Statistical analysis

Efficacy data were analyzed for both the intention-to-treat and the per-protocol populations. The intention-to-treat population included all randomized patients who received at least one dose of the study drug. The per-protocol population included all randomized patients who met all inclusion criteria, received at least six doses of the study drug, and did not deviate substantially from the protocol.

We report the number and percentage of patients for categorical variables, the mean (standard deviation) and median (interquartile range) for continuous variables. Categorical variables were compared using the χ2 test or the Fisher exact test. Continuous variables were compared using nonparametric Kruskal-Wallis test. Pairwise comparisons were carried out via the Bonferroni method in order to control for the experiment-wise error rate. We also performed logistic regression models to examine differences in the rate of treatment failure, early and late treatment failure and in-hospital mortality between groups, adjusting for the PSI risk class, year of recruitment, and centre. Time to clinical stability and length of ICU and hospital stay in the groups were analyzed by means of Cox proportional hazards models, adjusting for the PSI risk class, year of recruitment, and centre. The odds ratio (OR) or hazard ratio (HR) and their 95% confidence intervals (CI) were estimated. We fitted analysis of covariance (ANCOVA) models to analyze the inflammatory response at day 3, adjusting for the baseline inflammatory marker value, PSI risk class, year of recruitment, and centre. Inflammatory markers were log-transformed to fit the ANCOVA model. Each treatment effect was estimated by the least squares mean and its 95% CI. We conducted a sensitivity analysis adjusting the previous multivariate models for age, ICU admission, year and centre of enrolment. The quality of the logistic regression models and ANCOVA models were tested using the Hosmer-Lemeshow test and Akaike information criterion, respectively. All tests were 2-tailed and significance was set at 0.05. All analyses were performed with IBM SPSS Statistics version 22.0 (Armonk, New York, USA).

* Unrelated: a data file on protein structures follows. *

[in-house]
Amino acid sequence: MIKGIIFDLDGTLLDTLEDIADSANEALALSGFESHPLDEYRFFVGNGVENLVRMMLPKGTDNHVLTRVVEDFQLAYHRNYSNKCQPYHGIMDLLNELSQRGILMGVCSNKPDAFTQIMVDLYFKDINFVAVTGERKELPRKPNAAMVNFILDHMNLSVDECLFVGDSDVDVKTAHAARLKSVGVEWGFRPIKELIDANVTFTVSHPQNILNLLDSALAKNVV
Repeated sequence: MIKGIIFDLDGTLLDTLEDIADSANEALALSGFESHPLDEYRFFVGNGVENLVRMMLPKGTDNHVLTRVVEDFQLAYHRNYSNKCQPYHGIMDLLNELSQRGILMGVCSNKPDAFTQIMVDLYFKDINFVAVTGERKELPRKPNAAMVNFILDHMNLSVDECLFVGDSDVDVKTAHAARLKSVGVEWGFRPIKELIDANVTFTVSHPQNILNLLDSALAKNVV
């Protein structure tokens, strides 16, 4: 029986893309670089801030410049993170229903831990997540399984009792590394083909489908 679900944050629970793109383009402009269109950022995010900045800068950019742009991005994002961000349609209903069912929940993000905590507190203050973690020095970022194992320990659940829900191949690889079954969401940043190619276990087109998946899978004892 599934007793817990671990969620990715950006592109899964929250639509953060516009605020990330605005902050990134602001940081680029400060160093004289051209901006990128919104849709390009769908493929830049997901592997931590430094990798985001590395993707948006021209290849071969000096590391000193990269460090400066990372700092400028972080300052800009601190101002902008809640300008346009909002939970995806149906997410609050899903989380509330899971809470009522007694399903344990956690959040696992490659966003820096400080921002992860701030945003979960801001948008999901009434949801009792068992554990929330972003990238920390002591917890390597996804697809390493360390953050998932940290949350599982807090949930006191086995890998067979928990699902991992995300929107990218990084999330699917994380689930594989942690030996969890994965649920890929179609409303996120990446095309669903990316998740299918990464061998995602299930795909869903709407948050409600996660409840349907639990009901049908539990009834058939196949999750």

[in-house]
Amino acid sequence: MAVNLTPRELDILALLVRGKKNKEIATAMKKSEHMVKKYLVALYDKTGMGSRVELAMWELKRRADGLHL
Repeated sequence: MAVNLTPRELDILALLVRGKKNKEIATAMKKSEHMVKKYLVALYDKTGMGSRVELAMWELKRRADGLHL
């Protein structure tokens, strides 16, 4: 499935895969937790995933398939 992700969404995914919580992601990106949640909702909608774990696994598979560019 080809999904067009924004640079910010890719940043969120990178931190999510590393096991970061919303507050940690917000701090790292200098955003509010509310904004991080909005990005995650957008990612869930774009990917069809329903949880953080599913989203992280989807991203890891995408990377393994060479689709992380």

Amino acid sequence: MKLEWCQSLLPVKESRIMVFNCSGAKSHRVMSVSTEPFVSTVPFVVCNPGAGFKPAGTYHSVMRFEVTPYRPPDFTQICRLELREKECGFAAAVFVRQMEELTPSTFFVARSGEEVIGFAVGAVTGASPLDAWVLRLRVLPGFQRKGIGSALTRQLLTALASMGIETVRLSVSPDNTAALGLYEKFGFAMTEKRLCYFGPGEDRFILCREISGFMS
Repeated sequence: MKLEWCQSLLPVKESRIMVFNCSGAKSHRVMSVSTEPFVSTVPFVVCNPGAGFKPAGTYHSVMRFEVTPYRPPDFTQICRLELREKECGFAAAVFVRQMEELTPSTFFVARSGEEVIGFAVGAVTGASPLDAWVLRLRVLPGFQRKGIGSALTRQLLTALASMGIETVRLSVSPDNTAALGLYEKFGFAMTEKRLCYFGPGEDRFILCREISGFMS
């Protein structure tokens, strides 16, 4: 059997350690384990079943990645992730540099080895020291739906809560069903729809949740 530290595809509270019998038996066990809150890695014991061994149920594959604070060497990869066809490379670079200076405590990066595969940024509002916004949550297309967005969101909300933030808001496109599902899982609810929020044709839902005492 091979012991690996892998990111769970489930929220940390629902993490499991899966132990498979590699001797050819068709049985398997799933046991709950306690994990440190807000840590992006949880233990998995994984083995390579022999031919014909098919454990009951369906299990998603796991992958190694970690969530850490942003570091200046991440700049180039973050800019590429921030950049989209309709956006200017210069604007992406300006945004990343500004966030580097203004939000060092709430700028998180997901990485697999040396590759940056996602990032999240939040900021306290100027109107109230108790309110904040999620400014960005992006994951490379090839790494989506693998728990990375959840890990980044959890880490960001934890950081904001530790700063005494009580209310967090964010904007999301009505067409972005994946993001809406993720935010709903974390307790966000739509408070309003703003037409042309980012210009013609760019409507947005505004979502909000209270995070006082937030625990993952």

Results